Where Do Our Leaders Come From? Where Indeed?

During last year’s war in Iraq, we heard much about bravery and heroes. Whether you agree with the premise behind the war or not, you must agree with me that some really brave men and women died there doing what they believed in. They gave their all...


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During last year’s war in Iraq, we heard much about bravery and heroes. Whether you agree with the premise behind the war or not, you must agree with me that some really brave men and women died there doing what they believed in. They gave their all when their country asked it of them. That is how wars are won.

Abraham Lincoln stated it best at Gettysburg: “It is rather for us to be here dedicated to the great task remaining before us – that from these honored dead we take increased devotion to that cause for which they gave the last full measure of devotion.” How true. How appropriate.

We must not take lightly the sacrifice of these people. They were husbands, sons, daughters, mothers and fathers. They put down these roles to take up arms and answer their nation’s call to battle. This is something that has occurred many times since the time of Lexington and Concord.

I cannot tell you how many times I heard a talking head on one of the many news networks ask, “Where do we get people such as these?” This, my friends, is a question that has been asked and answered many times through the ages within civilized societies everywhere.

A review of history shows great stories about heroes who emerged at critical times to insure that the job of preserving freedom was done. Every generation has had its share of people who had the strength and courage to step forward when necessary and do the job. There is a school of thought within the literature of the leadership field that speaks to this. A truly different sort of model falls within that theory that has come to be known as Citizen Leadership. A theory exists which suggests that in a free and democratic society leaders are expected to evolve from within. When the time is right, they will be there to do the job.

In Leadership and Democracy (1987), Thomas Cronin speaks to the warring conflicts of freedom and authority. He suggests that there is a dichotomy between the concepts of leadership and democracy. “We love to unload our civic responsibilities on our leaders, yet we dislike – intensely dislike – being bossed around.” This creates a true friction within organizations in a free society.

He goes on to portray a type of leadership that is truly supportive in nature. He speaks of “the view that leadership can be of an enabling, facilitative kind … conceptualized as an engagement among equals.” This is a critical view, in that it speaks to the need for leaders to respect, encourage, and support their followers. Without the support of followers, there can be no leaders.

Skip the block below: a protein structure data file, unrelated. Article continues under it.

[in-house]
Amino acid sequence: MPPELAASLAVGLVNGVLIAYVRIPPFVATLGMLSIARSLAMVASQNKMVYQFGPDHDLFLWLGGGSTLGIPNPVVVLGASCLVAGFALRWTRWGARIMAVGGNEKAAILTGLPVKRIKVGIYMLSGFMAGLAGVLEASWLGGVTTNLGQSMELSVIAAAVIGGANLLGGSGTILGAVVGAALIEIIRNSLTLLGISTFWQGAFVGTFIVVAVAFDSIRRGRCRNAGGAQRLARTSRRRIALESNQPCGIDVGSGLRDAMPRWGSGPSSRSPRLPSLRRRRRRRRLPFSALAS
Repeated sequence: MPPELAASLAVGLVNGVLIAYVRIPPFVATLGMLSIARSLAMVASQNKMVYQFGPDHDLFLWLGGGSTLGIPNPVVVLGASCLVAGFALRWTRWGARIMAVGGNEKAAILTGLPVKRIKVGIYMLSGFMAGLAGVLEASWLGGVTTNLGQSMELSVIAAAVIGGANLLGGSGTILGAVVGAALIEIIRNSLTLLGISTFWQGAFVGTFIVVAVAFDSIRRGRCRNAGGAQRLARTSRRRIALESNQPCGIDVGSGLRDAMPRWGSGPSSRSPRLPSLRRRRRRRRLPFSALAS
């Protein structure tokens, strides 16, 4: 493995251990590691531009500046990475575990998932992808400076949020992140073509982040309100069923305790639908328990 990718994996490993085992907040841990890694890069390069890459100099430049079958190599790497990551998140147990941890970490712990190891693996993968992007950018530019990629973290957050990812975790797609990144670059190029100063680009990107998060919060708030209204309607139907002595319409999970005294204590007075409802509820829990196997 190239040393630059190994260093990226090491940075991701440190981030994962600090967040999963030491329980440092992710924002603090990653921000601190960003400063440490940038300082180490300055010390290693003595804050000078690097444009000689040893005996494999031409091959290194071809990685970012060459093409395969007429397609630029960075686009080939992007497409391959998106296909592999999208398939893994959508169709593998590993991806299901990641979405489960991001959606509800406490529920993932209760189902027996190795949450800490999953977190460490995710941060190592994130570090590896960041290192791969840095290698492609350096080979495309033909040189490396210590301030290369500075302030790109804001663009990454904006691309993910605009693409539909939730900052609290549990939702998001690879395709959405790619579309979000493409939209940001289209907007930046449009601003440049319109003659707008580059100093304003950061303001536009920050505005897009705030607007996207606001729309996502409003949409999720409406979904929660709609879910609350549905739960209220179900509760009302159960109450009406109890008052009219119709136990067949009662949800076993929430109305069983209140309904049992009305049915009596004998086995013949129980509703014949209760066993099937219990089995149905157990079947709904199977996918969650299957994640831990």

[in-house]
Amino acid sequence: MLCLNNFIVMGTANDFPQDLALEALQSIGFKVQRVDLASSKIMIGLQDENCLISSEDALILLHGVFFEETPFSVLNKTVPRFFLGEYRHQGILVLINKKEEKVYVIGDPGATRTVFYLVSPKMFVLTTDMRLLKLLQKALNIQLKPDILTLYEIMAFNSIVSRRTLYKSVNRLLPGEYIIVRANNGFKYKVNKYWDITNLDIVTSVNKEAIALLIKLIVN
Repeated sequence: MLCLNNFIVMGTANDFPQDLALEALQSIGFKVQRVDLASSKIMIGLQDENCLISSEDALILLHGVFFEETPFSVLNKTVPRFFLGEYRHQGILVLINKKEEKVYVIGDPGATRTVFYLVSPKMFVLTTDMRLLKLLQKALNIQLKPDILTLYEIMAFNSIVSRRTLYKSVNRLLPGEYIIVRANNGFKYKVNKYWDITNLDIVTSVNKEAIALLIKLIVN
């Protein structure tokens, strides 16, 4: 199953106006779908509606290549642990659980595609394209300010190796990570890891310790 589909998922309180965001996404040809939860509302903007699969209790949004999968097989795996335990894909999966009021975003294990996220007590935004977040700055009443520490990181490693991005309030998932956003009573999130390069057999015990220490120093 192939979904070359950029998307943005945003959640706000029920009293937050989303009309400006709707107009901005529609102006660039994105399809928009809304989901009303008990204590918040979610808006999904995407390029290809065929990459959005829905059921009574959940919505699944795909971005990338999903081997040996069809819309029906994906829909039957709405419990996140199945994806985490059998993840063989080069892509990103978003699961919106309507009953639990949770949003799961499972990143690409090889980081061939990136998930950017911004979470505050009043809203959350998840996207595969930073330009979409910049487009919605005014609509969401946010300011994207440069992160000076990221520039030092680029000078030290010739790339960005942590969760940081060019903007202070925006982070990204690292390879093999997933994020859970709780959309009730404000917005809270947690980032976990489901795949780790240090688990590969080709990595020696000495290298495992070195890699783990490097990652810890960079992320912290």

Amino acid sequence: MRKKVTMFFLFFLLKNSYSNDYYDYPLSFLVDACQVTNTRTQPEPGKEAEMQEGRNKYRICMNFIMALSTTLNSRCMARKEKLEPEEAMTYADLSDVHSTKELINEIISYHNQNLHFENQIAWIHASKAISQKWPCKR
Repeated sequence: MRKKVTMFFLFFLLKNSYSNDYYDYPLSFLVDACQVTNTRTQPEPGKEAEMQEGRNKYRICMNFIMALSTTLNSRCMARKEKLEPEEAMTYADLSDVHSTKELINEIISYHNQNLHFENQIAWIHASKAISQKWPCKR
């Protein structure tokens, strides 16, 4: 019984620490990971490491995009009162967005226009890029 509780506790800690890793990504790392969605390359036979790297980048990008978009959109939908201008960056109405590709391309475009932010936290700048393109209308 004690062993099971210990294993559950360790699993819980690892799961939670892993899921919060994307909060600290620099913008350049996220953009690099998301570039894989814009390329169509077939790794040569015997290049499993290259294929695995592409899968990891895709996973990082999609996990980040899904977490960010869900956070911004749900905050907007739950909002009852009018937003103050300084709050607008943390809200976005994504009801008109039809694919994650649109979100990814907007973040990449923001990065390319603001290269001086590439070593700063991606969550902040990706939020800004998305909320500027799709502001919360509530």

Think of it. Out of a group of individuals who might be found in a given situation, certain ones will step forward and become the leaders. Others will see these people and value them for who they are and the way in which they lead. It has been my experience that this deep and abiding concern for the follower appears to be the basic component for creating effective citizen leadership. It is the need for equal treatment that differentiates this type of leadership from the others.

The citizen leader evolves of the organization, entity or country. Many accept a leadership role reluctantly. This would appear to be the case in volunteer fire departments, where leaders are elected by their associates to lead them. These leaders are expected to exercise wisdom and restraint. They are expected to become technically proficient. If they are successful, they may remain in the position of leadership. If they are not successful, they are removed from office.

Thus it is with the citizen leader. They must possess a deep and abiding concern for those with whom they travel through the tough times. It is this bond that brings people together during the dirty and dangerous times we have come to understand in both the combat environment and the world of firefighting operations. You have to be willing to lay it all on the line for those with whom you are entering battle. In Fire Service Management (1973), Donald Favreau takes a similar view when he urges leaders to “know your men … look out for their welfare … (and) keep your men informed.”

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